People come up to me periodically, whenever public television airs some special or they read about the miracles of brain surgery.
“I saw this program last night,” they’ll say, “and this kid had this weird syndrome where she seized basically all the time. Well, they took out her brain, I mean half of it and the other half just picked up where the removed one left off, and now she’s great! Have you ever heard of that or thought about it for Sophie?”
I listen to this kind of enthusiasm politely, explaining that Sophie is actually not a good candidate for brain surgery because her seizures are multi-focal, meaning there isn’t one or even two spots where they originate. There are many. But, actually, what I really want is to scream, “Are you fucking out of your mind? Do you realize what you’re talking about? What they’re doing? Taking out a chunk of a person’s BRAIN? A child’s brain, who can’t even make that decision herself? How incredibly invasive that is? How utterly horrible?”
Yes, yes, I realize that science can work miracles and that many people’s lives are saved and the quality of their lives is vastly improved. But I can’t quite wrap my own brain around the idea of cutting some of it out. Isn’t who we are somehow encoded in our brain, in that organ? Would cutting it out inevitably “change” that essential part of us?Right? Or not? Where I really get stuck, though, is how to make that decision for another person. Because despite the fact that Sophie is my daughter and, at the time, was an infant, and her father and I have the responsibility to make decisions regarding her welfare, I believe deeply in her personal integrity, her autonomy, the idea that she exists, complete and whole. Who am I or who are these men and women who make these decisions to cut out an essential part of who she is and discard it? Arguments, I know, could be made that I am ignorant, that the brain is an incredibly plastic organ, capable of regenerating, compensating and recovering to an incredible degree. I think that if it were a question of life or death, I would surely take the chance on life. Yes, yes, take it out, I’d say, if that will save her. Anything to save her.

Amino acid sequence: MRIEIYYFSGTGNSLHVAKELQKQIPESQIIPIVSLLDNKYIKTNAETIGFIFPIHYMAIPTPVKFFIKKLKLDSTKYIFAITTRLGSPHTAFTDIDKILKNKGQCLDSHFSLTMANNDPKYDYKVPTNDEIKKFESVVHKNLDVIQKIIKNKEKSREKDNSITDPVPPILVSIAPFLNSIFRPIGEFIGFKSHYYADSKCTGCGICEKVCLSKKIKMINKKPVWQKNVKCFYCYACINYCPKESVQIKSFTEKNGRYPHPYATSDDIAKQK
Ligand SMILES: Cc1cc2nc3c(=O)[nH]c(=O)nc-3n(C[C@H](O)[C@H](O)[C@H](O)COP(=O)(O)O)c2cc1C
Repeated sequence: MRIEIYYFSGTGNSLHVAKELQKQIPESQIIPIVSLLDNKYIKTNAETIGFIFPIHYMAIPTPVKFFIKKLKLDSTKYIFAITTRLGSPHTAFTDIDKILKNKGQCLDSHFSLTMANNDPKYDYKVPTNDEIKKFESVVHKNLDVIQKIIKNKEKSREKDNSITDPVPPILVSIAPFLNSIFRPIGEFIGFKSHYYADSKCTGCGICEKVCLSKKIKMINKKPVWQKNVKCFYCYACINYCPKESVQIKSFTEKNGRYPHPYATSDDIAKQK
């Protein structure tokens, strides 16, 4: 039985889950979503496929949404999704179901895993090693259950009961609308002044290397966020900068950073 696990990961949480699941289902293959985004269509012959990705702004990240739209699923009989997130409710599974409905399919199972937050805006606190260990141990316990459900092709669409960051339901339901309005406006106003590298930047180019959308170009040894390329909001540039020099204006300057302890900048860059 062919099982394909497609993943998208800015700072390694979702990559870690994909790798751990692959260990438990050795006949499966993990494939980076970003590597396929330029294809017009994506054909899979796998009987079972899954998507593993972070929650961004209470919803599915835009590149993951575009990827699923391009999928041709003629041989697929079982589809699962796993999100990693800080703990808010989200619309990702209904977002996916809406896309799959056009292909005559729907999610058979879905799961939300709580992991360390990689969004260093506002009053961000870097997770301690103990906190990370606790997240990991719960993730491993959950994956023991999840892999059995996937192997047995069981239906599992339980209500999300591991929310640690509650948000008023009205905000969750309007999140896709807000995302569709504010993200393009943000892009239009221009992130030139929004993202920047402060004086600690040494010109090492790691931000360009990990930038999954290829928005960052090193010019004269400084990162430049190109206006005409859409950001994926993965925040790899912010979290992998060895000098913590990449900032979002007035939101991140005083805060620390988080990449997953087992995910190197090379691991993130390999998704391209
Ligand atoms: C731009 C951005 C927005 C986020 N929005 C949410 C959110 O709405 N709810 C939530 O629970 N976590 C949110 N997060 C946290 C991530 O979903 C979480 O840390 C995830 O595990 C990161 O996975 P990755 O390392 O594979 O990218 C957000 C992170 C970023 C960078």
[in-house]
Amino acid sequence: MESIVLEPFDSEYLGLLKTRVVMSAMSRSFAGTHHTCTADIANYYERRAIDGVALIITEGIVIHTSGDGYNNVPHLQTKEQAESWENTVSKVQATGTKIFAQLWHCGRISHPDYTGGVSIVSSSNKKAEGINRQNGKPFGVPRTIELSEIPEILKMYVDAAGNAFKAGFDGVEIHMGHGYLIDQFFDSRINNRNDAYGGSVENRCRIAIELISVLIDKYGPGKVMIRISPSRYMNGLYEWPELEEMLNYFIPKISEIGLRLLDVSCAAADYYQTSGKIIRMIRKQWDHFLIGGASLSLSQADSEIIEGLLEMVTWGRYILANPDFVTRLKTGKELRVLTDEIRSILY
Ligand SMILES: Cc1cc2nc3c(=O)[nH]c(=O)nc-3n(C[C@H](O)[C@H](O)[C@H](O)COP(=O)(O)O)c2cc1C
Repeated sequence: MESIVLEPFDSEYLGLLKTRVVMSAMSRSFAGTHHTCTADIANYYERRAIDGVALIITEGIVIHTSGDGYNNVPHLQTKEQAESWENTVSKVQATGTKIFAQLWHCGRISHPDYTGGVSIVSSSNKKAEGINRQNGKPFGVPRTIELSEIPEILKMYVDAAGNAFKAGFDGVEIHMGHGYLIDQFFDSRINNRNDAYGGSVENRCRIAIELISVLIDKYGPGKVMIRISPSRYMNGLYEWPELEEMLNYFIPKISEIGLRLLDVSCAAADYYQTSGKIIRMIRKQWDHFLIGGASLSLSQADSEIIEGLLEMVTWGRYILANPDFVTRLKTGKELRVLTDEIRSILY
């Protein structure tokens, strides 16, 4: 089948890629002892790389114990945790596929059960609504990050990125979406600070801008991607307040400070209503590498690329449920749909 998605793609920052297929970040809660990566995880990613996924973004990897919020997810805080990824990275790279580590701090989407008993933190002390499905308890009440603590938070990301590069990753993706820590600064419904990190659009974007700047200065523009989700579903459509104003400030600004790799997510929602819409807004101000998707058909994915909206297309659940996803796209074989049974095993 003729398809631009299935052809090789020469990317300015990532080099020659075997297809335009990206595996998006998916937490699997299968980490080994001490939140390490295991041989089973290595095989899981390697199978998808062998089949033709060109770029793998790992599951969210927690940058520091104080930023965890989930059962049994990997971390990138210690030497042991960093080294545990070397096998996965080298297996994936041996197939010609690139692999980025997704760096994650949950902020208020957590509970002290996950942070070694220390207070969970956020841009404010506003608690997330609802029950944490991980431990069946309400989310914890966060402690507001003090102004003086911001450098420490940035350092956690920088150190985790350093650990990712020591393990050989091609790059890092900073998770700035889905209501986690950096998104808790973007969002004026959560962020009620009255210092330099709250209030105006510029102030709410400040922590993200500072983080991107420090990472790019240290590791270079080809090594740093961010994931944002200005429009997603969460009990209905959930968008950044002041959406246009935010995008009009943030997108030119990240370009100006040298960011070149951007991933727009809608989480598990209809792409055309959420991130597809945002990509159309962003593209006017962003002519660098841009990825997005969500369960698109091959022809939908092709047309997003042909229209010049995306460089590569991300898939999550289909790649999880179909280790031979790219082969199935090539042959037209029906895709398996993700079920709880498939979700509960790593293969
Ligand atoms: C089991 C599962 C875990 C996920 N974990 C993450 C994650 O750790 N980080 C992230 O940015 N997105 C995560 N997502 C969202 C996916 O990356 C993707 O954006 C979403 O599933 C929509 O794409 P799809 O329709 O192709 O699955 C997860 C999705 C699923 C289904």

Thank God I never had to make that decision, though, so I can nod my head when people tell me about the miracles of brain surgery. I’m struck by how casually we all live our lives, really, in these advanced times. We can sit in doctors’ offices and intelligently debate the difference between cutting the corpus collosum and the hemispherectomy. We can watch a two hour special on a network newsmagazine, believing that those people’s lives are so amazing, can you imagine? While sitting in the dentist’s chair, waiting to get a cleaning, we read an article discussing the ethical decisions regarding a woman’s face transplant. I feel like we were taken from the casual life eleven years ago when Sophie was first diagnosed and dropped into this one of constant impossible decision-making and a low grade anxiety broken only by the adrenaline rush of true crisis. And it’s no wonder, then, that my own brain was able to so effortlessly release itself that morning – Snip Snip -- in the doctor’s office, let go for a minute and watch, observe from a different position.